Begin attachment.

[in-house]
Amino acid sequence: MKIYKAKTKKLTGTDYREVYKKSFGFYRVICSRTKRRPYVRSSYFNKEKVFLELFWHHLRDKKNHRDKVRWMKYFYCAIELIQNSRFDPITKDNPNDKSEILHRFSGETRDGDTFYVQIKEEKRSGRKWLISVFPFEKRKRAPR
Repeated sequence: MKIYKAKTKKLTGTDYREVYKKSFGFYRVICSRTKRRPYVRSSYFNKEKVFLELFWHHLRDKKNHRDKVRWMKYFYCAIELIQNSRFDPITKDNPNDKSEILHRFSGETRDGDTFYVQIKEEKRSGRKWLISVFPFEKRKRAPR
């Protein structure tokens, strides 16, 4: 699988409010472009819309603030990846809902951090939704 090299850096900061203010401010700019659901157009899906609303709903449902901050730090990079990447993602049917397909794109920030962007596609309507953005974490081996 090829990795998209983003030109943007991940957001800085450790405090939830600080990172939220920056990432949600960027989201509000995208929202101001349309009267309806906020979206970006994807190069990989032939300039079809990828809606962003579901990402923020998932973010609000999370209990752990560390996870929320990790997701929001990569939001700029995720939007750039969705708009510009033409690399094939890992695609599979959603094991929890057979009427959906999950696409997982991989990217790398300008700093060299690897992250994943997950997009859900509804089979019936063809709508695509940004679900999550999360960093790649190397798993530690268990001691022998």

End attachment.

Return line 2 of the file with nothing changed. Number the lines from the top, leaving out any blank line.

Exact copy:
Amino acid sequence: MKIYKAKTKKLTGTDYREVYKKSFGFYRVICSRTKRRPYVRSSYFNKEKVFLELFWHHLRDKKNHRDKVRWMKYFYCAIELIQNSRFDPITKDNPNDKSEILHRFSGETRDGDTFYVQIKEEKRSGRKWLISVFPFEKRKRAPR